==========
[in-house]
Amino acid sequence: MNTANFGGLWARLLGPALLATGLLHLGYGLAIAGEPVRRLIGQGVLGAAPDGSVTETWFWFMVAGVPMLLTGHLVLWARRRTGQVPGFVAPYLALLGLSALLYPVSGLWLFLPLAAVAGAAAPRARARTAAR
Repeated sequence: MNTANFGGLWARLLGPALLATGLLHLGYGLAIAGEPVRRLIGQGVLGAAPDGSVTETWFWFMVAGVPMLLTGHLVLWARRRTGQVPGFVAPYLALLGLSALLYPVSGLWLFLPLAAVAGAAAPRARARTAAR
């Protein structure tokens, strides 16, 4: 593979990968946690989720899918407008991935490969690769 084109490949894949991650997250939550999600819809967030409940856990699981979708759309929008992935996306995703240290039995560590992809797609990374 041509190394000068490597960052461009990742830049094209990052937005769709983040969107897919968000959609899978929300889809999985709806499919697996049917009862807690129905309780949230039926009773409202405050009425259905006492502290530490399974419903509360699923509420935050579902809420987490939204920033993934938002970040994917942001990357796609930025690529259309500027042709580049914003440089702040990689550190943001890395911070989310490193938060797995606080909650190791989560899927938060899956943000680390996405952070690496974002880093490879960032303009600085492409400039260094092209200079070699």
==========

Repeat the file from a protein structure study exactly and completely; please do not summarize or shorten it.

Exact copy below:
[in-house]
Amino acid sequence: MNTANFGGLWARLLGPALLATGLLHLGYGLAIAGEPVRRLIGQGVLGAAPDGSVTETWFWFMVAGVPMLLTGHLVLWARRRTGQVPGFVAPYLALLGLSALLYPVSGLWLFLPLAAVAGAAAPRARARTAAR
Repeated sequence: MNTANFGGLWARLLGPALLATGLLHLGYGLAIAGEPVRRLIGQGVLGAAPDGSVTETWFWFMVAGVPMLLTGHLVLWARRRTGQVPGFVAPYLALLGLSALLYPVSGLWLFLPLAAVAGAAAPRARARTAAR
């Protein structure tokens, strides 16, 4: 593979990968946690989720899918407008991935490969690769 084109490949894949991650997250939550999600819809967030409940856990699981979708759309929008992935996306995703240290039995560590992809797609990374 041509190394000068490597960052461009990742830049094209990052937005769709983040969107897919968000959609899978929300889809999985709806499919697996049917009862807690129905309780949230039926009773409202405050009425259905006492502290530490399974419903509360699923509420935050579902809420987490939204920033993934938002970040994917942001990357796609930025690529259309500027042709580049914003440089702040990689550190943001890395911070989310490193938060797995606080909650190791989560899927938060899956943000680390996405952070690496974002880093490879960032303009600085492409400039260094092209200079070699």